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BellaOnline's Floral Design Editor

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Florals for Fall

Guest Author - Connie Krochmal

Autumn brings a rich array of diverse floral materials. Here are just a few.

Pumpkins are synonymous with fall. Both large and minis are suitable. For an entrance, stack three pumpkins one on top of another. Stagger them in size so that the one on the bottom is the largest. Use pumpkin craft paints to decorate them with fall motifs, such as fall foliage.

Use both mini pumpkins and gourds freely on mantles, shelves, and tables. For best results, use an assortment of different kinds. Combine these with some richly colored autumn leaves down the center of a dining table.

All sorts of fruits and berries are especially suitable for fall. Hypericum berries come in all sorts of shades from scarlet to deep red. The same is true for rose hips.

Make full use of freshly harvested apples. The Lady apple is a favorite in floral design because it is particularly dainty.

For a touch of reddish-orange, you can’t go wrong with Chinese lanterns. These intricately shaped fruits look very similar to husk tomatoes. But, they’re much more colorful.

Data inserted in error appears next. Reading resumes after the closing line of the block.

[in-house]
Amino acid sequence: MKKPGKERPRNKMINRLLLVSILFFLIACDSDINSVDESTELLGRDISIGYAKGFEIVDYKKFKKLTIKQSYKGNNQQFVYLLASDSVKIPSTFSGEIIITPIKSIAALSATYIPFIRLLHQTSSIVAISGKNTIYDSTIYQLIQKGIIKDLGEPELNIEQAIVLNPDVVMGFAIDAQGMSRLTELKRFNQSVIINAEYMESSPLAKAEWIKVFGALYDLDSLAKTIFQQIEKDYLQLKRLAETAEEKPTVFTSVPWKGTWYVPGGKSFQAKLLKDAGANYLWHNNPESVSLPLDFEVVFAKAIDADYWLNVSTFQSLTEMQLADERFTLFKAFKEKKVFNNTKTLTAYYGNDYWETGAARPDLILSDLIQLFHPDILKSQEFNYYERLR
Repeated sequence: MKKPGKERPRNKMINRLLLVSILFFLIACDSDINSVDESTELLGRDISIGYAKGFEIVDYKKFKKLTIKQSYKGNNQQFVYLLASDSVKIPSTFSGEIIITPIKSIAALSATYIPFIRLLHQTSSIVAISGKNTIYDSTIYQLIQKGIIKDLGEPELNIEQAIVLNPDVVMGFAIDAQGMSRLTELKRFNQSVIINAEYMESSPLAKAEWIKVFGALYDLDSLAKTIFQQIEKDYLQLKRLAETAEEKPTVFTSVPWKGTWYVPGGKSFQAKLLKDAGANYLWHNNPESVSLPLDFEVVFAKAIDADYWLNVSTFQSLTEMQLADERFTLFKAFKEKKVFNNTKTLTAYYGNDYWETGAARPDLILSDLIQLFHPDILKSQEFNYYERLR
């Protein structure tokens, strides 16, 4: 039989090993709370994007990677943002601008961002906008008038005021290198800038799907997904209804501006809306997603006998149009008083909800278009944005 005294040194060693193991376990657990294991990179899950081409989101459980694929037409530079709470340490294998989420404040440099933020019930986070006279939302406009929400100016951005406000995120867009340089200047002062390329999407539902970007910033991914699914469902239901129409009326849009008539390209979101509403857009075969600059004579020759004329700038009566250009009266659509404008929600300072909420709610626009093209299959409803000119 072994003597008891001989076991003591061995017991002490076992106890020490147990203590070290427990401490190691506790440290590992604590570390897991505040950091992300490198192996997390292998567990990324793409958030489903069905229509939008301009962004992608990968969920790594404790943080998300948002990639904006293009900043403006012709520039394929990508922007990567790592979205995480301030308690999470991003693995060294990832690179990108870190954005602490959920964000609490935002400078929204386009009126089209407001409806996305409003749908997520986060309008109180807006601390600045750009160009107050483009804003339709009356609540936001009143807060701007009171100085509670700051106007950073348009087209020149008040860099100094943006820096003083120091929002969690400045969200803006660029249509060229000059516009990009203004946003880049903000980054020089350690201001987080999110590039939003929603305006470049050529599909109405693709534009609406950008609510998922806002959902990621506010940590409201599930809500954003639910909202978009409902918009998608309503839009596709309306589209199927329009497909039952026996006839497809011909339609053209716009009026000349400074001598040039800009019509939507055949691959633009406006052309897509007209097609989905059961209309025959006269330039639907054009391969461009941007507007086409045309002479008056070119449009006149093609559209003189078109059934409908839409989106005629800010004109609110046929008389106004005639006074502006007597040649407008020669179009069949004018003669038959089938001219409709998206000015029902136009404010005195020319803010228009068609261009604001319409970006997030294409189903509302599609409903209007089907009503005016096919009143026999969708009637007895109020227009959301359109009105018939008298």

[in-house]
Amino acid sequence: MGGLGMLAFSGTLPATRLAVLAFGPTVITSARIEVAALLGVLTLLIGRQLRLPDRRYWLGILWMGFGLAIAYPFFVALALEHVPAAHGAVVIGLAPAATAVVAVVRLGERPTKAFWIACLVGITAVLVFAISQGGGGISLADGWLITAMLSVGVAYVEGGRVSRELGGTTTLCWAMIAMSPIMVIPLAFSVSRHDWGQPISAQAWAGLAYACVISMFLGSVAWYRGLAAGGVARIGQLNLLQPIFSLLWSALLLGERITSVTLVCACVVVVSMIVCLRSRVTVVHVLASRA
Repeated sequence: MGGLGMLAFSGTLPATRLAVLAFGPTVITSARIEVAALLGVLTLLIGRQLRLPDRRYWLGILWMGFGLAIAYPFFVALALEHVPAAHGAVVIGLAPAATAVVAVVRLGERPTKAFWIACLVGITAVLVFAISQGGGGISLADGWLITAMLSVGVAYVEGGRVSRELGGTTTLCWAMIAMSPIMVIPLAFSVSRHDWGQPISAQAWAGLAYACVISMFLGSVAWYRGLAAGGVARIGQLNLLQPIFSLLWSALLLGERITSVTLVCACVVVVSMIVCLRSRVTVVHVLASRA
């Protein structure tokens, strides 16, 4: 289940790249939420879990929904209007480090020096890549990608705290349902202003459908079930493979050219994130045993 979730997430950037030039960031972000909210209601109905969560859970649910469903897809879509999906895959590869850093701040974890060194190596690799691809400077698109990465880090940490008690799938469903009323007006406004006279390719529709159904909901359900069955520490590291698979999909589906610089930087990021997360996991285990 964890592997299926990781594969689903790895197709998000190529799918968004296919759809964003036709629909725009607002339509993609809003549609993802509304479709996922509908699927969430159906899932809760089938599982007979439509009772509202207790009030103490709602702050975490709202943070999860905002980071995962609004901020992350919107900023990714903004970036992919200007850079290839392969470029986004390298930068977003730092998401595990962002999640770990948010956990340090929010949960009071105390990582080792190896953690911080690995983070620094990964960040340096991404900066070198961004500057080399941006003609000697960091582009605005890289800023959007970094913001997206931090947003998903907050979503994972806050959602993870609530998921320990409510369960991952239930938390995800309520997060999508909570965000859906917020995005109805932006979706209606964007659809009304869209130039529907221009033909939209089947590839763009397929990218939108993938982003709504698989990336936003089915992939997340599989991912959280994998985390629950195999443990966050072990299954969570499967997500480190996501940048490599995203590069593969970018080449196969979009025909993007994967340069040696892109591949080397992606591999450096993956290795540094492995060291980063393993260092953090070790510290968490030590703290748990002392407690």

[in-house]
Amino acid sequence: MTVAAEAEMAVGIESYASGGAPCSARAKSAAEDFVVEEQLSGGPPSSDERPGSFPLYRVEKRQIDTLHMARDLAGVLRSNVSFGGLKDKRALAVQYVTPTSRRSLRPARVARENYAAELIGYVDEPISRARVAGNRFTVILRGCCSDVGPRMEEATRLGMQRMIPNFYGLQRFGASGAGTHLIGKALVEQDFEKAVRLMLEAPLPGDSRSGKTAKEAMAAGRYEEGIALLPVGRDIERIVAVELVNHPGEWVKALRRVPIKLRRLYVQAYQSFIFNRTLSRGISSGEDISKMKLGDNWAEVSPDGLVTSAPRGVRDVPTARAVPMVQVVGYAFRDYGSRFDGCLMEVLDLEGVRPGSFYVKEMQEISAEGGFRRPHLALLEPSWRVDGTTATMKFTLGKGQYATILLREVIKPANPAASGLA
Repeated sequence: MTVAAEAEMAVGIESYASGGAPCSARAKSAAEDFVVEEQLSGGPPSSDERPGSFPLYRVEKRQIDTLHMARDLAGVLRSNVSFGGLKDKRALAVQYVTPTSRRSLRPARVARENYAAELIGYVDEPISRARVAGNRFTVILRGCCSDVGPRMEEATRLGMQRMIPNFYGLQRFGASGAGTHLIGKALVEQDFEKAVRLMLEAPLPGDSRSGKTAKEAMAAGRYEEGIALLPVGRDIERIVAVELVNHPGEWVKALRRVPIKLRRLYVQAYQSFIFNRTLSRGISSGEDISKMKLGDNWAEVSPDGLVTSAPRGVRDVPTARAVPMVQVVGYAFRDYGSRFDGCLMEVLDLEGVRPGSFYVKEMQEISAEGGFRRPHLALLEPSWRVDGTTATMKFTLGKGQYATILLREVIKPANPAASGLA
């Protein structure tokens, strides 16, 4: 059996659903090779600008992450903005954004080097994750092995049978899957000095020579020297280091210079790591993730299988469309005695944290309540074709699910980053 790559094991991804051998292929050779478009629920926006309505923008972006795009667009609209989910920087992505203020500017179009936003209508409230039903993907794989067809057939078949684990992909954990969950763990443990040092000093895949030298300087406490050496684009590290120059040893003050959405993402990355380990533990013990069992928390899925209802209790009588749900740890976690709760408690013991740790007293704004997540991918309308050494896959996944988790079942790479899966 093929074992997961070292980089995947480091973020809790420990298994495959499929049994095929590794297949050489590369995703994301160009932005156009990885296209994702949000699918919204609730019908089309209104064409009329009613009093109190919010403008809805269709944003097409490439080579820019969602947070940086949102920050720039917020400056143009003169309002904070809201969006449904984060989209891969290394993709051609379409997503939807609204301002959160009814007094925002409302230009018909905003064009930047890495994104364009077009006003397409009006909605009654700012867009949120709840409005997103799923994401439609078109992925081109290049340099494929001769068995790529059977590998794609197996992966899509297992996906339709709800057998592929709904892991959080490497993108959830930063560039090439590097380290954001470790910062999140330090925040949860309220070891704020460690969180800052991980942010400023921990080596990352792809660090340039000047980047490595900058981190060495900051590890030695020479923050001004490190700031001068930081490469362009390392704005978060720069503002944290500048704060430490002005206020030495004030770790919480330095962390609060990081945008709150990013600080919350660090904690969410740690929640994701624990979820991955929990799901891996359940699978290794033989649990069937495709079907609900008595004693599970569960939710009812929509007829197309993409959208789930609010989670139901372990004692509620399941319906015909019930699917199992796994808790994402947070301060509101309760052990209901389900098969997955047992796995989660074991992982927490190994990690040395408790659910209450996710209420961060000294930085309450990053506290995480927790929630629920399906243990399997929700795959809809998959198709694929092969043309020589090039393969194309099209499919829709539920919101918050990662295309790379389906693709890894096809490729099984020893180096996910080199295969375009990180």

Nature brings all kinds of interesting stems for fall. The cat tail is a perfect example. Though the color is a milk chocolate brown, the unique shape of cat tails makes them a great accent stem for fall.

All types of seed pods and nuts can be gathered for use in fall floral designs. They can include everything from sweetgum balls to acorns and edible nuts.

Ornamental grasses are also a great floral choice for fall. The flowering heads have interesting shapes. Some are highly colored with the Purple Majesty millet being an example.

Fall brings some unique flowers as used. The ornamental kales and cabbages are beautifully colored. The exquisitely shaped leaves deserve much more attention. Because they are so large, you won’t need very many.

Autumn Joy sedum has long been a favorite cut flower for fall. This late flowering perennial has tall, sturdy stems. These can be cut at any stage once the blooms begin to open. When they initially emerge, they’re whitish to pale pink. Over time, they eventually become dark pink or cranberry red.

Don’t forget to include fall foliage in your floral designs. Oaks, maples, and ginkgo leaves are especially attractive.
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Content copyright © 2014 by Connie Krochmal. All rights reserved.
This content was written by Connie Krochmal. If you wish to use this content in any manner, you need written permission. Contact BellaOnline Administration for details.

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